Some have argued that comparisons of the performance of U.S. students
with students in other countries are inappropriate. One argument
is that, in the United States, larger portions of a given age
cohort are enrolled in the education system - particularly at
the secondary level - than in other countries, resulting in a
comparison between our general population and more select groups
in other countries. Another argument is that in international
comparisons, while the United States tests a sample representative
of our general student population, some countries test only those
students in elite, college preparatory schools or courses of study.
Although these arguments may have been valid in previous studies,
neither holds true in TIMSS.
As is discussed in more detail in Chapter 4, the most recent data
indicate that in most countries participating in TIMSS, secondary
school enrollment rates are similar to that of the United States.
Not only do the TIMSS countries have most of their secondary school-age
population enrolled in school, the strict quality controls discussed
earlier ensured that the sample of students taking the mathematics
and science general knowledge assessments were representative
of the entire population at the end of secondary school. Thus, for example, in most countries with distinct education "streams,"
such as academic and vocational, students in all programs were
represented in the TIMSS sample. This represents an improvement over previous studies of secondary
school achievement, in which some countries only assessed students
in certain types of schools or programs.
Of course, there are still many other differences between the
secondary school systems of the countries participating in TIMSS.
However, since a major goal of this component of TIMSS was to
assess how well people entering adulthood understand the mathematics
and science needed to function effectively in society, comparing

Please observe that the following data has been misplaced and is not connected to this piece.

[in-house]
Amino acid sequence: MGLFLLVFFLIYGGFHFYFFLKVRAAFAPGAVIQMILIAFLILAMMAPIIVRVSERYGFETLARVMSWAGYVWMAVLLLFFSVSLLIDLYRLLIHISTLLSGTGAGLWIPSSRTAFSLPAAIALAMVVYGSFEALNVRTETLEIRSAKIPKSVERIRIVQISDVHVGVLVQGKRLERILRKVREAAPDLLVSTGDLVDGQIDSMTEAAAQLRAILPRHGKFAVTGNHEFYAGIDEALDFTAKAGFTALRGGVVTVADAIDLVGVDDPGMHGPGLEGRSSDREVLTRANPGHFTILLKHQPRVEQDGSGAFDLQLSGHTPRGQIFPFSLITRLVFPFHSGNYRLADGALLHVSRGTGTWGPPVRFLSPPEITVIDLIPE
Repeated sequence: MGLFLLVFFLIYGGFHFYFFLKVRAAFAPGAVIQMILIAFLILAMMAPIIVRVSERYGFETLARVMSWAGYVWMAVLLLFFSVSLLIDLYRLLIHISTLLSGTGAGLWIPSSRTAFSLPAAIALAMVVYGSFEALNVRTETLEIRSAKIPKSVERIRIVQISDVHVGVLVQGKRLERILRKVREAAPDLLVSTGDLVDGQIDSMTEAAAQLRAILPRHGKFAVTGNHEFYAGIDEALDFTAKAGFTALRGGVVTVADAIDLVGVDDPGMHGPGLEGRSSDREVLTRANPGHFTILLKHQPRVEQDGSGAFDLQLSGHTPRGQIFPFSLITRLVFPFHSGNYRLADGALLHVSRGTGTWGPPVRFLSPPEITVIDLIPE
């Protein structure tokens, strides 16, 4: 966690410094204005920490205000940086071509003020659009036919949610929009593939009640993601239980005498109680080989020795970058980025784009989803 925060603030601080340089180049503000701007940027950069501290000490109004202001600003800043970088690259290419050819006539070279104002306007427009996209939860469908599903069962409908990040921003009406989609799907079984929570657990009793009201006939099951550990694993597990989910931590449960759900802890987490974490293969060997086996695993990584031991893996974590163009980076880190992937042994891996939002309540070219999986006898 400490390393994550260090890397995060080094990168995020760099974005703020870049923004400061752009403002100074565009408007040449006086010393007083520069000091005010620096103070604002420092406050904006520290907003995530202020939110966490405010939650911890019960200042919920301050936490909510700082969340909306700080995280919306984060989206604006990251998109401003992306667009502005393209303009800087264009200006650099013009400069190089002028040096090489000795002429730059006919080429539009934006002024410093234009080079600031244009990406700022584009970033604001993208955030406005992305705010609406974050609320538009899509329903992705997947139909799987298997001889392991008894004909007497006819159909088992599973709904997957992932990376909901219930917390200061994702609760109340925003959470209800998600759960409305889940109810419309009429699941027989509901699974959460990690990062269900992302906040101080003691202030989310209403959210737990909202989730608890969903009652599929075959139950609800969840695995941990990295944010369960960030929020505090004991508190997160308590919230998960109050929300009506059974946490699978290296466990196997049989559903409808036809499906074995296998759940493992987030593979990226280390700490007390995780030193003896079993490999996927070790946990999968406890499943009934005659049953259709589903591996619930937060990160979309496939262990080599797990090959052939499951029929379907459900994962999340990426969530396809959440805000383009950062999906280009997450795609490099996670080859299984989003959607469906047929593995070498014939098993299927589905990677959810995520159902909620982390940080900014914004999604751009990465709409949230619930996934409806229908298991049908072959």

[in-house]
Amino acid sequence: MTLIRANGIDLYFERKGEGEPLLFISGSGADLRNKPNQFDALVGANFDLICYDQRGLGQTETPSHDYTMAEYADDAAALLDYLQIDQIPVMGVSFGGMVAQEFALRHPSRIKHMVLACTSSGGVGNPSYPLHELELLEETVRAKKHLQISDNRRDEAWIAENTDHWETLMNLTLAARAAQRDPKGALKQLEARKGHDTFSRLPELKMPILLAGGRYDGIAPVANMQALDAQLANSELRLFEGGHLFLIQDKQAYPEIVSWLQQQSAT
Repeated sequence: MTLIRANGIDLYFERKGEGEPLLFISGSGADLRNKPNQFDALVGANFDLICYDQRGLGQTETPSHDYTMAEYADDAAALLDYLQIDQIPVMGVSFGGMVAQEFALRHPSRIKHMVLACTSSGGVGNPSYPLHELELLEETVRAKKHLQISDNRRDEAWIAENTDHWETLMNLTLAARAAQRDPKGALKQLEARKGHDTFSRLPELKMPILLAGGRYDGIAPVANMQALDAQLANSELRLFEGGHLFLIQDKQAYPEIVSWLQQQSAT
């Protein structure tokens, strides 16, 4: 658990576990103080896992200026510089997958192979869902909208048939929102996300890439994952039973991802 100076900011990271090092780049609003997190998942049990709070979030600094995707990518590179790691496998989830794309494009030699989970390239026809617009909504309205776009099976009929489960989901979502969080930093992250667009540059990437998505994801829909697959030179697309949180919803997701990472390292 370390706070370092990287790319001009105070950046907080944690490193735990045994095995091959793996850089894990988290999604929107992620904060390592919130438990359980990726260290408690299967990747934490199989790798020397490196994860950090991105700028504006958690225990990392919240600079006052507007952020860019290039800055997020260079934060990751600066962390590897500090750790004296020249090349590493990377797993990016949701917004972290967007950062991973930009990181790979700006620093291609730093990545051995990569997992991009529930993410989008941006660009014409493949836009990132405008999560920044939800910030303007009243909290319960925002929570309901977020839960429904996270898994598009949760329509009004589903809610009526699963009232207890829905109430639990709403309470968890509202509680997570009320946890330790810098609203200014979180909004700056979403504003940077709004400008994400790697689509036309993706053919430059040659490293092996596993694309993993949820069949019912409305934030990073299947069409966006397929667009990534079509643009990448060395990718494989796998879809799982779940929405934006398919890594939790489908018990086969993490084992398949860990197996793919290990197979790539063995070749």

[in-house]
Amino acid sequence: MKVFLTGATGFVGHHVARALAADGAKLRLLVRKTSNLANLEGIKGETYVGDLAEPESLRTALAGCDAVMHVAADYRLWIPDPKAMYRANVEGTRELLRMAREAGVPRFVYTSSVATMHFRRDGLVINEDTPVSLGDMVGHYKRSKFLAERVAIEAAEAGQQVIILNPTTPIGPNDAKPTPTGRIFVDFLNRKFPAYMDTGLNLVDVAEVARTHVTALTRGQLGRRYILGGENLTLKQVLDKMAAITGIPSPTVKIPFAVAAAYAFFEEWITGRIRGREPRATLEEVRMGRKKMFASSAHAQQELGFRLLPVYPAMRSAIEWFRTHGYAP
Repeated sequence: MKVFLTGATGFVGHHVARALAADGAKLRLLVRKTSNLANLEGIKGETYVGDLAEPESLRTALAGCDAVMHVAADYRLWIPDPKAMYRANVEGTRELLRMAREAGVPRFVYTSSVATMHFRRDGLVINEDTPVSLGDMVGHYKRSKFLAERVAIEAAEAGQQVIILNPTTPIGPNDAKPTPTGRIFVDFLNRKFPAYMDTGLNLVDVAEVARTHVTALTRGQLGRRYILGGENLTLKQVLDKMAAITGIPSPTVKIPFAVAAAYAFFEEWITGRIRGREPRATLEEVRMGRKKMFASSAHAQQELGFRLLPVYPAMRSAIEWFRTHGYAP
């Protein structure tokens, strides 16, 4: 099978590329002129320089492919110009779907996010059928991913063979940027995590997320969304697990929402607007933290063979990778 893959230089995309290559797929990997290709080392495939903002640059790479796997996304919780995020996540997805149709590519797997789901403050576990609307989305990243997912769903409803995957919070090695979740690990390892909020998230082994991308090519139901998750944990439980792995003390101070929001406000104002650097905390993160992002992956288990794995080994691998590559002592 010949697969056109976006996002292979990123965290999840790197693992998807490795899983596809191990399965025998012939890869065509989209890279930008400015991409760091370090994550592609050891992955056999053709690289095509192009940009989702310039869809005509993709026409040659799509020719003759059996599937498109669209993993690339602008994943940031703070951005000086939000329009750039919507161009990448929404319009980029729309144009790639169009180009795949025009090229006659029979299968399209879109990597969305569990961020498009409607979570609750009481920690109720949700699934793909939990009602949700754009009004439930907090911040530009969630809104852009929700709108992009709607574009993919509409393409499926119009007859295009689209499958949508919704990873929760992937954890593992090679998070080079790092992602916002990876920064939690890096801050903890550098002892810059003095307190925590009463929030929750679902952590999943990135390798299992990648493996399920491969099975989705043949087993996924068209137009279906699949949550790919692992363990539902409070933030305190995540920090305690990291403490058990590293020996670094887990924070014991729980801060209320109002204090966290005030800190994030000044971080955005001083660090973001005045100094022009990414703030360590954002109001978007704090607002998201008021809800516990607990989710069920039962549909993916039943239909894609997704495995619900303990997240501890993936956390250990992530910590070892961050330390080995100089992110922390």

students at the end of secondary school is entirely appropriate.
This is because the end of secondary school represents the culmination
of each country's attempts to prepare all young people for living
in society. Rather than use differences between systems to argue
against comparisons, or, at the other extreme, ignore such differences,
their relationship to mathematics and science achievement should
THE TIMSS RESEARCH TEAM
TIMSS was conducted by the IEA, which is a Netherlands-based organization
of ministries of education and research institutions from its
member countries. The IEA delegated responsibility for overall
coordination and management of the TIMSS study to Albert Beaton
at the TIMSS International Study Center, located at Boston College.
Each of the IEA member nations that made the decision to participate
in TIMSS paid for and carried out the data collection in its own
country according to the international guidelines. The cost of
the international coordination was paid by the National Center
for Education Statistics (NCES) of the U.S. Department of Education,
the National Science Foundation (NSF), and the Canadian Government.
The United States portion of TIMSS was also funded by NCES and
NSF. William Schmidt of Michigan State University was the U.S.
National Research Coordinator. Policy decisions on the study were
made by the U.S. National Coordinating Committee. NCES monitored
the international and U.S. TIMSS projects. The U.S. data collection
was carried out by Westat, a private survey research firm. Trevor
Williams and Nancy Caldwell were Westat project co-directors.
The many advisors to the study are listed in Appendix 6.
The U.S. TIMSS team also included the approximately 10,000 twelfth-grade